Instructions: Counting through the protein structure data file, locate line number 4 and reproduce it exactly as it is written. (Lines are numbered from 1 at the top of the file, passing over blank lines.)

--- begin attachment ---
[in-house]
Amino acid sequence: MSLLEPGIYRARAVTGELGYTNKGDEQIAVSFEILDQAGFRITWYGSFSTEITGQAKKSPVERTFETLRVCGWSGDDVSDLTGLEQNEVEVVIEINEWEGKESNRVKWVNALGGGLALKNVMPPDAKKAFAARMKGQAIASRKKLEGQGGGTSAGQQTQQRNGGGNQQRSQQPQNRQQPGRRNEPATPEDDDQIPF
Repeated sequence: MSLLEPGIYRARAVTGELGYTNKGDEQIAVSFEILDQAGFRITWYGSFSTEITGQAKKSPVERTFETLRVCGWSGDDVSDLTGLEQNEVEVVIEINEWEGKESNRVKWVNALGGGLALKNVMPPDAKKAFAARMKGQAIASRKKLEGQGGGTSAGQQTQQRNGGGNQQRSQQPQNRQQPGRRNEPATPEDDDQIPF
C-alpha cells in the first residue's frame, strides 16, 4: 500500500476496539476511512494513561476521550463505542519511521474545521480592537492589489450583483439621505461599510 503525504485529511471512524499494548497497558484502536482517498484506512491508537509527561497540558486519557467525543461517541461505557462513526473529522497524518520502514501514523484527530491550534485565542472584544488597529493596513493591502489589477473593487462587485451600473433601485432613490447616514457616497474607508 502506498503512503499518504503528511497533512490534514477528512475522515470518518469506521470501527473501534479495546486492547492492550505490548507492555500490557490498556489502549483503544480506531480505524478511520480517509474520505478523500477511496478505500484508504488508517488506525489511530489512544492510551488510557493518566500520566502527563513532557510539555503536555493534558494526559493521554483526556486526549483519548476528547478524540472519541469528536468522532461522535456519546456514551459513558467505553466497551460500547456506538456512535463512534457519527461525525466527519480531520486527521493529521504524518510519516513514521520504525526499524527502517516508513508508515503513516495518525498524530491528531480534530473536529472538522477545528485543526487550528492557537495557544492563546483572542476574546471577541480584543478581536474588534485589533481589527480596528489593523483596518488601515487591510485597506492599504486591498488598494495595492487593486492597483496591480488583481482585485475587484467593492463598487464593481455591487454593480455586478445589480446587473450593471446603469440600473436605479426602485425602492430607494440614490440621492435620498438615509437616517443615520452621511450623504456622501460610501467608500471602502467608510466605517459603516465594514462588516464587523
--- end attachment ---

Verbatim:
C-alpha cells in the first residue's frame, strides 16, 4: 500500500476496539476511512494513561476521550463505542519511521474545521480592537492589489450583483439621505461599510 503525504485529511471512524499494548497497558484502536482517498484506512491508537509527561497540558486519557467525543461517541461505557462513526473529522497524518520502514501514523484527530491550534485565542472584544488597529493596513493591502489589477473593487462587485451600473433601485432613490447616514457616497474607508 502506498503512503499518504503528511497533512490534514477528512475522515470518518469506521470501527473501534479495546486492547492492550505490548507492555500490557490498556489502549483503544480506531480505524478511520480517509474520505478523500477511496478505500484508504488508517488506525489511530489512544492510551488510557493518566500520566502527563513532557510539555503536555493534558494526559493521554483526556486526549483519548476528547478524540472519541469528536468522532461522535456519546456514551459513558467505553466497551460500547456506538456512535463512534457519527461525525466527519480531520486527521493529521504524518510519516513514521520504525526499524527502517516508513508508515503513516495518525498524530491528531480534530473536529472538522477545528485543526487550528492557537495557544492563546483572542476574546471577541480584543478581536474588534485589533481589527480596528489593523483596518488601515487591510485597506492599504486591498488598494495595492487593486492597483496591480488583481482585485475587484467593492463598487464593481455591487454593480455586478445589480446587473450593471446603469440600473436605479426602485425602492430607494440614490440621492435620498438615509437616517443615520452621511450623504456622501460610501467608500471602502467608510466605517459603516465594514462588516464587523